Externalized PS is a signature event of apoptosis and serves as a key signal that facilitates uptake and clearance by phagocytic cells (7). We next wanted to confirm that PS exposure following T cell activation was not indicative of apoptosis and PS+ T cells were viable and functional. To accomplish this, CD8 cells were activated by anti-CD3 crosslinking to induce a high level of surface PS. PS+ cells were positively selected and re-cultured to the indicated conditions. The viability and cytokine production of the PS+ T cells was analyzed after 3 days (Figure 1D). PS+ cells cultured with peptide or peptide plus anti-CD28 were viable as determined by negative staining using a dead cell discrimination dye and light scattering characteristics (Figure 1E). In addition, they were able to produce high levels of IFNγ (Figure 1F). PS+ cells cultured in media alone remained viable, but unable to produce cytokine when the activating signals were removed (Figures 1E, F). This data confirms that surface PS following T cell receptor stimulation is not limited to cell death.
AnnV-IL2 Engages Externalized PS and the IL-2R
To harness the targeting ability of AnnV and stimulatory property of IL-2, we generated a recombinant chimeric fusion protein by combining the respective DNA sequences. The AnnV domain is located at the N terminus and IL-2 domain is located at the C terminus (Figure 2A and Supplementary Figure 1A). We first wanted to test whether the AnnV domain of our chimeric construct maintained its ability to interact with exposed PS on activated T cells. To assess the PS binding capability of AnnV-IL2 by flow cytometry, CD8 T cells were activated and then stained with a fluorescently labeled AnnV-IL2 protein. We observed a shift in intensity with the stimulated cells versus the unstimulated cells, indicating that our protein bound to the cell surface (Figure 2B). To further investigate whether AnnV-IL2 was binding specifically to exposed PS, we pretreated activated cells with excess unlabeled AnnV to saturate PS binding sites prior to staining with AnnV-IL2. Cells pretreated with unlabeled AnnV had significantly reduced median fluorescent intensity (MFI), suggesting that AnnV-IL2 was able to target PS on the T cell surface (Figure 2B). Relatedly, we evaluated whether the IL-2 domain of the chimeric construct was biologically active and able to induce sufficient pSTAT5 downstream of the IL-2R. CTLL2 cells are dependent on IL-2 for growth and survival and are commonly used to assay IL-2 signaling events. Since CTLL2 cells require IL-2 supplemented media, we rested cells in media free of IL-2 for five hours to reduce pSTAT5 expression prior to being stimulated with AnnV-IL2 or IL-2. Phospho-flow cytometry analysis showed that AnnV-IL2 was able to induce comparable pSTAT5 expression as IL-2 and suggests that the fusion does not impede the ability to bind the IL-2R (Figure 2C). Together these data demonstrate that AnnV-IL2 is functional and able to interact and engage surface PS and the IL-2R.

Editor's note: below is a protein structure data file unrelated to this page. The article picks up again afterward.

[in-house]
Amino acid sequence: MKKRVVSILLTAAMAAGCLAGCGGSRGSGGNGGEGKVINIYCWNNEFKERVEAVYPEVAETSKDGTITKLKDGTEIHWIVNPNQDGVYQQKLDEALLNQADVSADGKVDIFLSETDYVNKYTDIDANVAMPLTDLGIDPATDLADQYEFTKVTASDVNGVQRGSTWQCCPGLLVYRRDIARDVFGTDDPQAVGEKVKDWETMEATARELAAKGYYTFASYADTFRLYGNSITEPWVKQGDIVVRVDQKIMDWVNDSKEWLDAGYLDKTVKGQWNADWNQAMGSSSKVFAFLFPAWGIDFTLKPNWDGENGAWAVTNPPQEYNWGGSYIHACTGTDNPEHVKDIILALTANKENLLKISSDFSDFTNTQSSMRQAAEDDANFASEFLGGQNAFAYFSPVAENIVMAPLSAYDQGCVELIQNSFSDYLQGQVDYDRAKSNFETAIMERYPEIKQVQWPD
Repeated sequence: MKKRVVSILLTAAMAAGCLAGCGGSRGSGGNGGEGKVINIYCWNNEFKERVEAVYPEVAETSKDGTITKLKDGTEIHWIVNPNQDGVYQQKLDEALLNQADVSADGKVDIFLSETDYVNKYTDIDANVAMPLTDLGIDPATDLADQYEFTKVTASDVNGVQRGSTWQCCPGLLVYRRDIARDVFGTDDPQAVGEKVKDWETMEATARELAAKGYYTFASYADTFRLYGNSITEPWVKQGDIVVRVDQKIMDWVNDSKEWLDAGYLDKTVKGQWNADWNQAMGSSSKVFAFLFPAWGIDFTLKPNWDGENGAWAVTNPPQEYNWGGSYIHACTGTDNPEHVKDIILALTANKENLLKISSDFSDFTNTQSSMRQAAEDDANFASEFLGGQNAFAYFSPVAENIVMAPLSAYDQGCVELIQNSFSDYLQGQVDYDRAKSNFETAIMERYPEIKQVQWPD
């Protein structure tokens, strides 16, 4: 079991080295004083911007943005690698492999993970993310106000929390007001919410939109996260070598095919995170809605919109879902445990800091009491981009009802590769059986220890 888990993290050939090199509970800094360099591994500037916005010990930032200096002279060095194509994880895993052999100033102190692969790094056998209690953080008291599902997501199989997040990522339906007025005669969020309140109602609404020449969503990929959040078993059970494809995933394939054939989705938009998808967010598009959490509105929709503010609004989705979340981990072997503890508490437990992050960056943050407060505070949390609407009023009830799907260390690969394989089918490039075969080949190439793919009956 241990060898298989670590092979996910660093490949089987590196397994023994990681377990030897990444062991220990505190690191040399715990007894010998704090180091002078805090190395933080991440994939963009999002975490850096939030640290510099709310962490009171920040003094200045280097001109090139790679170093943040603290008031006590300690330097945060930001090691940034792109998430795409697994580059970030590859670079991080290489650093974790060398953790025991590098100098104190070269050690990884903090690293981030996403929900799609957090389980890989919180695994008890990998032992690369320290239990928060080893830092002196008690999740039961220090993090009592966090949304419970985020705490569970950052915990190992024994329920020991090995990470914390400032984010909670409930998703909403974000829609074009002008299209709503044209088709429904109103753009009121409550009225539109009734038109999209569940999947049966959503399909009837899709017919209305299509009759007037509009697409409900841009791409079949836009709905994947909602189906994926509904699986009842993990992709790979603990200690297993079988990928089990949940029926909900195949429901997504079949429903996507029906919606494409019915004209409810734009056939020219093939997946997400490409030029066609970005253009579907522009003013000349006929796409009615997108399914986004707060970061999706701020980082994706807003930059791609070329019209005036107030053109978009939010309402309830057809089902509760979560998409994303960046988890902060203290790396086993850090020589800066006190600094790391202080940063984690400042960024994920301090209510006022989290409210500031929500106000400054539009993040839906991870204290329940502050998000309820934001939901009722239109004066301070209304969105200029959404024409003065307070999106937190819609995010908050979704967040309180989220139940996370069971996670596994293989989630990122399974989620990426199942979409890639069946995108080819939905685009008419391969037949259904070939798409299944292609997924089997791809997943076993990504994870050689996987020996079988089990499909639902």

Figure 2 Comparison of the function of AnnV-IL2 and IL-2 in vitro. (A) Schematic of AnnV-IL2 construct. (B) Antigen experienced OT-1 cells were stimulated with anti-CD3 and anti-CD28 antibodies or left unstimulated for 5 hours. Cells were then pre-treated with or without excess unlabeled AnnV prepared in annexin V binding buffer for 30 minutes. Cells were washed and then stained with Alexa-647 labeled AnnV-IL2 or IL-2 protein. Histograms represent one sample from each group. (C) CTLL2 cells were IL-2 starved for 5 hours and then stimulated with the indicated concentration of AnnV-IL2 or IL-2 for 10 minutes and then immediately fixed. Cells were permeabilized and stained intracellularly with anti-pSTAT5 or isotype antibodies. (D) Antigen inexperienced or (G) antigen experienced CD8+ cells were cultured with anti-CD3 and anti-CD28 antibodies for 24 hours. After 24 hours, media was removed and replaced with media containing anti-CD28 with or without equimolar amounts of AnnV-IL2 or IL-2 and incubated for 5-6 days. Absolute cell counts were determined using a flow cytometer. (E) Antigen inexperienced or (H) antigen experienced CD8+ T cells were cultured with anti-CD3 and anti-CD28 in the presence of equimolar amounts of AnnV-IL2 or IL-2 for 3 days. Brefeldin A was added to culture media on day 3 and IFNγ production was quantified by intracellular flow cytometry. ELISA for IFNγ in supernatant of (F) antigen inexperienced or (I) antigen experienced cell cultures. (D–I) Control refers to cells stimulated with only anti-CD3 and anti-CD28. Data is represented by mean ± SEM. P values were calculated by ordinary one-way ANOVA with the Tukey-Kramer multiple comparison test, and P < 0.05 is considered statistically significant. ** = < 0.01,*** = < 0.001, **** = < 0.0001. AnnV, Annexin V; MFI, Median fluorescent intensity. NS, not significant.
AnnV-IL2 Augments CD8 T Cell Proliferation and Effector Function In Vitro